Former Secretary of State Hillary Clinton has voiced her support for President Donald Trump’s removal from office via impeachment, called on lawmakers who joined him in subverting democracy to resign, and demanded stronger measures against white supremacist extremism in America.
In an op-ed in The Washington Post on Monday, the 2016 Democratic presidential nominee who lost the election to Trump detailed her thoughts on the appropriate response to last Wednesday’s attack on the Capitol by a mob he incited.
The violence was predictable, Clinton asserted, considering Trump’s years-long fuelling of white supremacist grievances. But his departure from office, whether before January 20 or on that day when President-elect Joe Biden is inaugurated, is not enough to solve to deeper problems exposed by the assault, she added.
“Trump ran for president on a vision of America where whiteness is valued at the expense of everything else,” Clinton said. “In the White House, he gave white supremacists, members of the extreme right and conspiracy theorists their most powerful platforms yet, even claiming that there were ‘very fine people’ among the torch-wielding militia members who converged” on Charlottesville, Virginia, in 2017 that led to the death of a counter-protester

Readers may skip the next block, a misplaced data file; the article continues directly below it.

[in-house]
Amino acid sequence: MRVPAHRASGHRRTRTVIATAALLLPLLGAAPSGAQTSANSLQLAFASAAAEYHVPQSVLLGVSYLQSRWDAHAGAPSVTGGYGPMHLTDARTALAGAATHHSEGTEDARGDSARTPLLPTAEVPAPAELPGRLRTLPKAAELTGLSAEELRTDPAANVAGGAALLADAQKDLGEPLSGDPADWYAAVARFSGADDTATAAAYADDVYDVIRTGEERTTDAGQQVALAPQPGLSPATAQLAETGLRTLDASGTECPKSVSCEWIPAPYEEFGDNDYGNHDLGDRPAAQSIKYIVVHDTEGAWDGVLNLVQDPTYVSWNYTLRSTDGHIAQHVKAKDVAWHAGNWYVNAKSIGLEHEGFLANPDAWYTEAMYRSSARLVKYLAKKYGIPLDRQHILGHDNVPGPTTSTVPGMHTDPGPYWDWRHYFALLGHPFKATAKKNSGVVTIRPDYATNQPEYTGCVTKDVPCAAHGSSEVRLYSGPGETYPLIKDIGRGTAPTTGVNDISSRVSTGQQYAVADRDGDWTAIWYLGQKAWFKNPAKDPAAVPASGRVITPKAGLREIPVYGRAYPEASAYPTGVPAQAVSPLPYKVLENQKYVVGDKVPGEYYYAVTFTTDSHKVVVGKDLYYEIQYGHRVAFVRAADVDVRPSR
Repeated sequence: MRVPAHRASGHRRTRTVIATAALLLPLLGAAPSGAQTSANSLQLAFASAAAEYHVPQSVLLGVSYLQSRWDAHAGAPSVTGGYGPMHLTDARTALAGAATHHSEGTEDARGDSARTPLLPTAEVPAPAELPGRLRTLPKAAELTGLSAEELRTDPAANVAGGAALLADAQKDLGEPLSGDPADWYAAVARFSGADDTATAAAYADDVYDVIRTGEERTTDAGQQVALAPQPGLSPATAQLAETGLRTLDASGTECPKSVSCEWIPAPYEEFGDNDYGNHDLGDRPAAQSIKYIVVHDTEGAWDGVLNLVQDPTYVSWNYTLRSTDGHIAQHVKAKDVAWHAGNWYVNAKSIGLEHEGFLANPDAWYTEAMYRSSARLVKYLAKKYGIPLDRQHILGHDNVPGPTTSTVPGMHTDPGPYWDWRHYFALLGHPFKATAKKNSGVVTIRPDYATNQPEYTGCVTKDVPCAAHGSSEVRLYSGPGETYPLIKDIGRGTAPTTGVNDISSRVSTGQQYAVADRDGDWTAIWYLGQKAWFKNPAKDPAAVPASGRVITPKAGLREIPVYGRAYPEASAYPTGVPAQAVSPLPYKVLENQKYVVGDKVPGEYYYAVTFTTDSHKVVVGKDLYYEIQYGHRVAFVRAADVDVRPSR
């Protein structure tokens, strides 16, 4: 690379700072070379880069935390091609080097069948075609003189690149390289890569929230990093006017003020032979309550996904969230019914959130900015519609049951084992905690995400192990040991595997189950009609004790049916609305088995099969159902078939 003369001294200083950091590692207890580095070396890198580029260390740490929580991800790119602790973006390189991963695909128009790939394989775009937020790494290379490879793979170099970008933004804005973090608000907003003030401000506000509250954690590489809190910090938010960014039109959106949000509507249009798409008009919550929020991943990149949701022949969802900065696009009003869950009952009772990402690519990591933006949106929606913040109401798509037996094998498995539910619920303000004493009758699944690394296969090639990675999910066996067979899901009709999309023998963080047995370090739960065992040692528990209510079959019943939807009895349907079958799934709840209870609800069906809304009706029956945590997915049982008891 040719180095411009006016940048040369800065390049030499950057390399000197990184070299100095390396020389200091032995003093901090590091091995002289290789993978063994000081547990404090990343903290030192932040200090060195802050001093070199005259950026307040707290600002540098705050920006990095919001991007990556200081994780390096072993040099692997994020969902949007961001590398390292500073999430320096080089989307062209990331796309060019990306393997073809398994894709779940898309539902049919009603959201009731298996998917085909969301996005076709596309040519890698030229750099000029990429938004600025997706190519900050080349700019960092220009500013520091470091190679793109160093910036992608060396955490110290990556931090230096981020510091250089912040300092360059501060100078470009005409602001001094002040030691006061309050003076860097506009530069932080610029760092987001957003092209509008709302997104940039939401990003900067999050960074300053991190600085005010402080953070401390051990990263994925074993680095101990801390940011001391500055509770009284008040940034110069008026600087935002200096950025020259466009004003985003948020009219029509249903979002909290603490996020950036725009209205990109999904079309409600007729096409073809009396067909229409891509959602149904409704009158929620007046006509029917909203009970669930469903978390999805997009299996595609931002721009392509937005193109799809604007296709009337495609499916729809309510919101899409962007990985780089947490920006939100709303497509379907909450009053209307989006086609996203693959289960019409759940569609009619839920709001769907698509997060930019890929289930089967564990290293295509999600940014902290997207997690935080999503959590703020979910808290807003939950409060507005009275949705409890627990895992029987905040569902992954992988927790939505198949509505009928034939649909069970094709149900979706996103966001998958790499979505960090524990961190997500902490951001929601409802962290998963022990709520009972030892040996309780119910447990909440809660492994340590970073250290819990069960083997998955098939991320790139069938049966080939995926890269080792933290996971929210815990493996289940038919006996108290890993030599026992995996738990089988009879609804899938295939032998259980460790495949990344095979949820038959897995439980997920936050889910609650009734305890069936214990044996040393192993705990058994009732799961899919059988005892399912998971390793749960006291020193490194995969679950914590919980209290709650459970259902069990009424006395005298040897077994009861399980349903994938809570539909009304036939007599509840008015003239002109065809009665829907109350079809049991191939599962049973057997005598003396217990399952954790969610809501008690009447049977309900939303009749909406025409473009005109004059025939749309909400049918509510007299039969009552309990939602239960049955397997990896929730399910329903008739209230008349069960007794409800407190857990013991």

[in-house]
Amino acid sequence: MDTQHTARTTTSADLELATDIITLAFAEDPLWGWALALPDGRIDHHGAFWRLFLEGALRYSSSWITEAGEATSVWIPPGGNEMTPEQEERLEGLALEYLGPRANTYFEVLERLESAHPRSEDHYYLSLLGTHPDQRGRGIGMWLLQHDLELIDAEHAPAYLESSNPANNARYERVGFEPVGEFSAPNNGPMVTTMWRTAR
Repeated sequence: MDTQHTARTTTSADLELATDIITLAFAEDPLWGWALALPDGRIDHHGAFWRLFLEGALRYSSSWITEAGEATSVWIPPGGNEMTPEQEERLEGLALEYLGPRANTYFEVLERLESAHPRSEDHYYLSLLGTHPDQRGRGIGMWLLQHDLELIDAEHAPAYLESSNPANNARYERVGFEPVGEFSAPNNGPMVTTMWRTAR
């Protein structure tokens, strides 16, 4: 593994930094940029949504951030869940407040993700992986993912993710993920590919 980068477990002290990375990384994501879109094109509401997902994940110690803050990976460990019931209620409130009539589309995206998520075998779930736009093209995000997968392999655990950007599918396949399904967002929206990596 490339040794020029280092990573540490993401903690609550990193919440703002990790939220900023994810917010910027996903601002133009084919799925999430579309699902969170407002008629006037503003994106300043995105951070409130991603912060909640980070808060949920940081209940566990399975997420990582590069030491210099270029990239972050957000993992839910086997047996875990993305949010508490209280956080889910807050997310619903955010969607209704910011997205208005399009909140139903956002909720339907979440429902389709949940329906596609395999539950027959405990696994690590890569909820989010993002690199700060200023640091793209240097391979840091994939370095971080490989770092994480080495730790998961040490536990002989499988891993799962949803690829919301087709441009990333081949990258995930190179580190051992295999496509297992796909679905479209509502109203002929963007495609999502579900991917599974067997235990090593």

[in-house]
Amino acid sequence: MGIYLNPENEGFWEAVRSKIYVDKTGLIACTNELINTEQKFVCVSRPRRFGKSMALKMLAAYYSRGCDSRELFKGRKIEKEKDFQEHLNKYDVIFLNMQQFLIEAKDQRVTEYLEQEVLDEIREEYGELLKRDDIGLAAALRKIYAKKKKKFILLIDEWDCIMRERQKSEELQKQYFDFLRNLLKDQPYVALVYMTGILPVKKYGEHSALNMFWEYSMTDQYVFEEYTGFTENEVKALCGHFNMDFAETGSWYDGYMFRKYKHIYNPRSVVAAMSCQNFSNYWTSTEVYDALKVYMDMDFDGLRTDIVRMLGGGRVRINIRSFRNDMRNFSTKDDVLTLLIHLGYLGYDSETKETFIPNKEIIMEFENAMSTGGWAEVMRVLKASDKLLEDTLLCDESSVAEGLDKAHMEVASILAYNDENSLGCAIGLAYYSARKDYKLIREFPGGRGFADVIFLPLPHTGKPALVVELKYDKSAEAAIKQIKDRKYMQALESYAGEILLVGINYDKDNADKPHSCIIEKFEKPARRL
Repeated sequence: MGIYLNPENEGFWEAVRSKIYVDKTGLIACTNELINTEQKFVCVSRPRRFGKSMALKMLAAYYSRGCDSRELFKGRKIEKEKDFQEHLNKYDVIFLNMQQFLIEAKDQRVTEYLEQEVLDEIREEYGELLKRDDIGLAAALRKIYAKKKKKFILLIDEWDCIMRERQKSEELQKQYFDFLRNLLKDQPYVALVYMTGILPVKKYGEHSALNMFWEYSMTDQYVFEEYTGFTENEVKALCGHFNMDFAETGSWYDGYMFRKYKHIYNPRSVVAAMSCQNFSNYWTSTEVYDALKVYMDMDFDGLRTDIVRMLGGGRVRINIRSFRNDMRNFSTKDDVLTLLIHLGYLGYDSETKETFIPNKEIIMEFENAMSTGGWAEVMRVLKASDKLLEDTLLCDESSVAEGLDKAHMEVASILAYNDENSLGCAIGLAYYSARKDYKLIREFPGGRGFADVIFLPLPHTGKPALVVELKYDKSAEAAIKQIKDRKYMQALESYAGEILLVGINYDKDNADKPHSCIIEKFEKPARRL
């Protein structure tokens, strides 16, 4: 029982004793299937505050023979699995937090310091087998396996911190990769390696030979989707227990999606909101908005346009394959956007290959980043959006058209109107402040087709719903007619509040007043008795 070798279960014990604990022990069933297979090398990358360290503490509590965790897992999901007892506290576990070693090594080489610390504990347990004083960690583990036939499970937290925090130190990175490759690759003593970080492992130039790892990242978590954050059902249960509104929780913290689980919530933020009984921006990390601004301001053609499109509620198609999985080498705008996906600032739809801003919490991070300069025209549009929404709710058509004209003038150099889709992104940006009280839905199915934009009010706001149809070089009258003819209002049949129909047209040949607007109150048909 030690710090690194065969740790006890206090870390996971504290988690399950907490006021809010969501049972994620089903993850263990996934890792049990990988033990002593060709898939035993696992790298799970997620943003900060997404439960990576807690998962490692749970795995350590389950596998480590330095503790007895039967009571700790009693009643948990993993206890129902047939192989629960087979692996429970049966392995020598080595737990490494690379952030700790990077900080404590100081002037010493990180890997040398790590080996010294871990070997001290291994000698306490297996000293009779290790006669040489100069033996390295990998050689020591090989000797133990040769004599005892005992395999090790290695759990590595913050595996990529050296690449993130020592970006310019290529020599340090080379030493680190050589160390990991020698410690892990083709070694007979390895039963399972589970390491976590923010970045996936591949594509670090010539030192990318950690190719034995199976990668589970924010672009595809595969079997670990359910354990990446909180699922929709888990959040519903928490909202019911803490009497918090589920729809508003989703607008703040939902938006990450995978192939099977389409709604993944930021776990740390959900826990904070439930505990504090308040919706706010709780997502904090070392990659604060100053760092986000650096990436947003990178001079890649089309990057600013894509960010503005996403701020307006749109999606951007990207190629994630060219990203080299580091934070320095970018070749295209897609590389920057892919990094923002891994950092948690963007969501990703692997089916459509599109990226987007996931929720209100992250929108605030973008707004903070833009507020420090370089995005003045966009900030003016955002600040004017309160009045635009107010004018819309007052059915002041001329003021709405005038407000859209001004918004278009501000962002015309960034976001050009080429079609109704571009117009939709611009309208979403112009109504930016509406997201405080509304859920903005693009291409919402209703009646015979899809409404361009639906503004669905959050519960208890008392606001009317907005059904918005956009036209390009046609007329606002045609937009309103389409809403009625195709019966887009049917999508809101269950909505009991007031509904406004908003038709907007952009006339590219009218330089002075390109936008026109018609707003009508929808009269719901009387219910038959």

By the time Trump lost the 2020 election to Biden, she said, “he had whipped a dangerous element of our country into a frenzy.”
She called out Senator Josh Hawley, Senator Ted Cruz and Representative Mo Brooks for encouraging the insurrectionists, who marched on the Capitol at Trump’s direction to halt the certification of electoral votes ― a strictly procedural requirement preceding Biden’s inauguration.
She urged those three and other lawmakers who joined “in subverting our democracy” to give up their offices. But such departures and the end of Trump’s presidency “won’t remove white supremacy and extremism from America,” Clinton said.
She called on lawmakers to pursue new criminal laws at the federal and state levels that would do more to hold white supremacists accountable and intensify effort to track the activities of extremists such as the ones who stormed the Capitol. She also called on social media companies ― many of which have now banned Trump from their platforms ― to do more to combat violent speech and baseless conspiracy theories.
“The Biden administration will need to address this crisis in all its complexity and breadth, including holding technology platforms accountable, prosecuting all who broke our laws, and making public more intelligence and analysis about domestic terrorism,” she concluded.
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